With respect to employer-withheld federal employment taxes, including FICA (Social Security and Medicare taxes), those are expressly excluded from the definition of payroll costs and should not be factored in when calculating loan amounts. However, the employee’s federal taxes which are withheld by the employer is to be included as part of payroll costs.
Exclusion of Compensation above $100,000 in Calculating Loan Amount
The exclusion for compensation above $100,000 for an employee applies only to cash compensation, not noncash benefits. Noncash benefits will not be excluded from payroll costs calculation.
Use of Loan Proceeds and Loan Forgiveness
Another key point that was clarified through the new guidance is that at least 75% of a business’s loan proceeds must be allocated to payroll costs to be eligible for loan forgiveness. Thus, not more than 25% of a Program loan can be used for non-payroll costs such as rent, utilities or other costs. This ensures that the purpose of the Program, to keep American workers paid and employed, is uniformly maintained. Strict adherence to these percentages will be considered when the lender calculates the forgivable amount of a Program loan. Businesses should note that the principal amount of a Program loan, including accrued interest, is eligible for forgiveness. It is anticipated that further guidance regarding loan forgiveness will be disseminated soon.
SBA Affiliation Rules
In general, the SBA considers business concerns and other entities to affiliates of each other when one controls or has the power to control the other, or a third party or parties controls or has the power to control both. It does not matter whether control is exercised, so long as the power to control exists. The SBA considers factors such as ownership, management, previous relationships with or ties to another concern, and contractual relationships, in determining whether affiliation exists.
When applying for a Program loan, businesses will need to apply the SBA’s affiliation rules. This was made clear through recent FAQs and may affect a business’s ability to obtain a Program loan. Notably, the affiliation rules do not apply hospitality and dining industry businesses that have less than 500 employees and have an NAICS code beginning with 72, as well as franchise businesses with an identifier code assigned by the SBA and any business receiving financial assistance under the Small Business Investment Act of 1958. Thus, for those businesses not excluded from the affiliation rules, an analysis is necessary to determine whether an affiliation exists. The SBA defined four tests in assisting in determining this complicated question, which are ownership, management, identity of interest and stock options, convertible securities, and agreements to merge. Further, the affiliation rules require that a business be within the NAICS size standard associated with its own industry and within the highest size standard of its affiliates. Thus, in cases where a business has an affiliation and seeks to obtain a Program loan, the number of employees and annual revenues of any affiliates must be factored in along with those of the applying business.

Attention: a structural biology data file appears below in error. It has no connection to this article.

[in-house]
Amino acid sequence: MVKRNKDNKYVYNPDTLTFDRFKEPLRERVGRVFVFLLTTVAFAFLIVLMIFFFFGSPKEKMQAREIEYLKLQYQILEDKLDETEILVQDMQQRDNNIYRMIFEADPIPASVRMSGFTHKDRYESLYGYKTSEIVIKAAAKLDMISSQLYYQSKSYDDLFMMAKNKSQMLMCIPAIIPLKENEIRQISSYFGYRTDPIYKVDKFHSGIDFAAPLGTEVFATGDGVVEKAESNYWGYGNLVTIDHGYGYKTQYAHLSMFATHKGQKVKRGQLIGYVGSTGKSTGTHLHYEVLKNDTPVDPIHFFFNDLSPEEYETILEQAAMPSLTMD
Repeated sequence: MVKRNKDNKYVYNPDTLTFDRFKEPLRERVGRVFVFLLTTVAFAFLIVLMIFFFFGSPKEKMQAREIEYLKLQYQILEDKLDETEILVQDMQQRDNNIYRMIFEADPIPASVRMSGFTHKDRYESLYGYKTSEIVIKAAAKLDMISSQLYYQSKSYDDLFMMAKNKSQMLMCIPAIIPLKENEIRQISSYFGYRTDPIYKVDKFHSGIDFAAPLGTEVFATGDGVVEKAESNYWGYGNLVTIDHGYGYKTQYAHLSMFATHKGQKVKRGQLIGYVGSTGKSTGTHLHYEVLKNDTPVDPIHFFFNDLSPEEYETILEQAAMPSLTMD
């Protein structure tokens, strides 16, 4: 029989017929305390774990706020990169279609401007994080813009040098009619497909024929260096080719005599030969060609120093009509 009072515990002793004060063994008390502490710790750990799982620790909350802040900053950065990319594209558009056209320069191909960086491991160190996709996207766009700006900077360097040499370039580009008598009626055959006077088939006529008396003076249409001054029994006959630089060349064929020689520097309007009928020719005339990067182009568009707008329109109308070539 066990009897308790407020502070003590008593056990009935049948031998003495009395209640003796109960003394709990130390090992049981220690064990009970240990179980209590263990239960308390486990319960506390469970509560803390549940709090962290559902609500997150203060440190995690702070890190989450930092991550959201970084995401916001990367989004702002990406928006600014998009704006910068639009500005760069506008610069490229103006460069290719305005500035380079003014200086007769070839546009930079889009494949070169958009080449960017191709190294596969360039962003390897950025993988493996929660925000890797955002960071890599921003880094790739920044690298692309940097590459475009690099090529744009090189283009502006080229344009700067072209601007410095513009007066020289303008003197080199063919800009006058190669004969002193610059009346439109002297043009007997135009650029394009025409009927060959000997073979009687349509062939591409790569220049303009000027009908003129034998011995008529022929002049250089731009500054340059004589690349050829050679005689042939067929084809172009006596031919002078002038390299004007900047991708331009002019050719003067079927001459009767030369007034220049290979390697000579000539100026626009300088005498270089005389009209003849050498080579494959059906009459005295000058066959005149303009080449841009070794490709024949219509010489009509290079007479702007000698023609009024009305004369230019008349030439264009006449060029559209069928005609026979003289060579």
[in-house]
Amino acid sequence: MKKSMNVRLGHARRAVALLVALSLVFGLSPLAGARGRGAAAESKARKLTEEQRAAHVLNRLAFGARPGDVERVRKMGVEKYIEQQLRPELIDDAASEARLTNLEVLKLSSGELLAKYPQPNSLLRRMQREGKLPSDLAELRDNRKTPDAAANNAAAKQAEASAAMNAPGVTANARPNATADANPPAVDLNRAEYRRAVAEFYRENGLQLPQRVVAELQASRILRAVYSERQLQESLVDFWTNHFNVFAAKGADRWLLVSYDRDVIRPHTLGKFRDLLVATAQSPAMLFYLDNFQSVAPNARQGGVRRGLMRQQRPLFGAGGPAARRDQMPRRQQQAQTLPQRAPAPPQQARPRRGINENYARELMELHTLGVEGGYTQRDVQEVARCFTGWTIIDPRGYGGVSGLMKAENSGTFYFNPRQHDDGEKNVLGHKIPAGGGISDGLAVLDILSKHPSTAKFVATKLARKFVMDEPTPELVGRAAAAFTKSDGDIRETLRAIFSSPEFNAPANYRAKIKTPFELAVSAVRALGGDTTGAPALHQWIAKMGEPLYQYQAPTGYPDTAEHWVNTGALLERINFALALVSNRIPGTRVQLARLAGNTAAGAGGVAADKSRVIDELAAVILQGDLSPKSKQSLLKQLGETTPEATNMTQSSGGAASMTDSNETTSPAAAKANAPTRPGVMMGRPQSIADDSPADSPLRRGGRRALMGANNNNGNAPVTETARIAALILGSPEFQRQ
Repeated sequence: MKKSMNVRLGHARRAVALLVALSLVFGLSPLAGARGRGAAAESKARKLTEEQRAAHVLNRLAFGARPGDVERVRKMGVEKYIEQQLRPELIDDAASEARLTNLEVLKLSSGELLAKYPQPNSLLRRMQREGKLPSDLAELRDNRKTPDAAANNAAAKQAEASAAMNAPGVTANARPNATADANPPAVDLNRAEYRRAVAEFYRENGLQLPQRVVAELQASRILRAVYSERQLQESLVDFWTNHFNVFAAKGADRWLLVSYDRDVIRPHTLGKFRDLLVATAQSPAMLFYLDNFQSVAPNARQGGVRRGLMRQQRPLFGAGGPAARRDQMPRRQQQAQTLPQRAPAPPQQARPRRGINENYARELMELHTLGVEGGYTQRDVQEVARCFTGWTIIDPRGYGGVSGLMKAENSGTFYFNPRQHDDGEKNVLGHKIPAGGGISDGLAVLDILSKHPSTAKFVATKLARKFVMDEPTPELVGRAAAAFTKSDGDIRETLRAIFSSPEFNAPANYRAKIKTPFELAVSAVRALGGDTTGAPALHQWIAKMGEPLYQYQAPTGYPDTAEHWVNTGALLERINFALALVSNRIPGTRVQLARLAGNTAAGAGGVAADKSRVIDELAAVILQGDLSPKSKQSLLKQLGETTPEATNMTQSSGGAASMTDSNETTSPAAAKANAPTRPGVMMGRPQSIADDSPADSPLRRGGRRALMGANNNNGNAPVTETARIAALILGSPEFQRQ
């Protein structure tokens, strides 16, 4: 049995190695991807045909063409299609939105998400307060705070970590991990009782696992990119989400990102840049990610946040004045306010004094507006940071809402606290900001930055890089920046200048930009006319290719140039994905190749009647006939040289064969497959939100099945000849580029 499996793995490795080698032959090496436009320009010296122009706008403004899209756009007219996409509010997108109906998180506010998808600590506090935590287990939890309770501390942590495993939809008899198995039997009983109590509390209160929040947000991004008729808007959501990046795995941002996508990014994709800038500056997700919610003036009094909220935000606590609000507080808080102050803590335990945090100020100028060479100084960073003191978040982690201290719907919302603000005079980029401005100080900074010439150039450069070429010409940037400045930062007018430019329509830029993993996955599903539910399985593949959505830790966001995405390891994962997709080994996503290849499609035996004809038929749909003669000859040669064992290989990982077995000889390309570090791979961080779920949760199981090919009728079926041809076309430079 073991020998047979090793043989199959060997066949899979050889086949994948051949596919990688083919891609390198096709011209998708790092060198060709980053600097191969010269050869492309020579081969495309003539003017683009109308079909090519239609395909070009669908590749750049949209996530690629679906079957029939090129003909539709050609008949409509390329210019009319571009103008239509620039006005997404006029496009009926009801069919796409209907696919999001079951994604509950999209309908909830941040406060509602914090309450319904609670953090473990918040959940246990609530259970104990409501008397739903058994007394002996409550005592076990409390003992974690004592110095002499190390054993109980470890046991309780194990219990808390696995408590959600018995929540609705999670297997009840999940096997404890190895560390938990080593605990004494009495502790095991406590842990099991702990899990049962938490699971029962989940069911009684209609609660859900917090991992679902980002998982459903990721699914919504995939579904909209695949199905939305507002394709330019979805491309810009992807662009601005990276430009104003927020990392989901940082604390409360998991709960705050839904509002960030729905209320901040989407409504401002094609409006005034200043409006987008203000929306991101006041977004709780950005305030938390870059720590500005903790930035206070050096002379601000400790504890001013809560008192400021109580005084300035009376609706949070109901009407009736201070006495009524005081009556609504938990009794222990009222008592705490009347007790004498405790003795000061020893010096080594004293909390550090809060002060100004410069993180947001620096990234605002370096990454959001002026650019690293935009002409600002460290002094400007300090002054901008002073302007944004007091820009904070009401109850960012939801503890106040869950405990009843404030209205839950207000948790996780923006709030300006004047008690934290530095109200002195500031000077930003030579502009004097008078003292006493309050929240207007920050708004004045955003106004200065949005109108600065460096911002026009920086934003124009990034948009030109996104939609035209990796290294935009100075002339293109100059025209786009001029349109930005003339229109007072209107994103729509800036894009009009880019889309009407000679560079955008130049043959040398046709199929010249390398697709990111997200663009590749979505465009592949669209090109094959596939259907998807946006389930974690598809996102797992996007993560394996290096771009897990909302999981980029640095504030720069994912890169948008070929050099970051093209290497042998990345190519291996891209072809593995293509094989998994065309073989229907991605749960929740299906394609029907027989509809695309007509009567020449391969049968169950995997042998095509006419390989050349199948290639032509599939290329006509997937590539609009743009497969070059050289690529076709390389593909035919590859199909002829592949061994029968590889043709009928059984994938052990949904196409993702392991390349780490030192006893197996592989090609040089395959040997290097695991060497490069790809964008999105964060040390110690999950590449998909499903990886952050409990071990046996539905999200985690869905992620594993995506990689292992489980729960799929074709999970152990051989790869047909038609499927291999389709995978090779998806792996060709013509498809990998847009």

The attorneys at McCarthy Lebit remain available to discuss any questions or needs that your business may have. We are continuing to stay apprised of COVID-19 developments and will continue to update our materials accordingly.
Adam Glassman is an attorney at the Cleveland, OH-based law firm of McCarthy, Lebit, Crystal & Liffman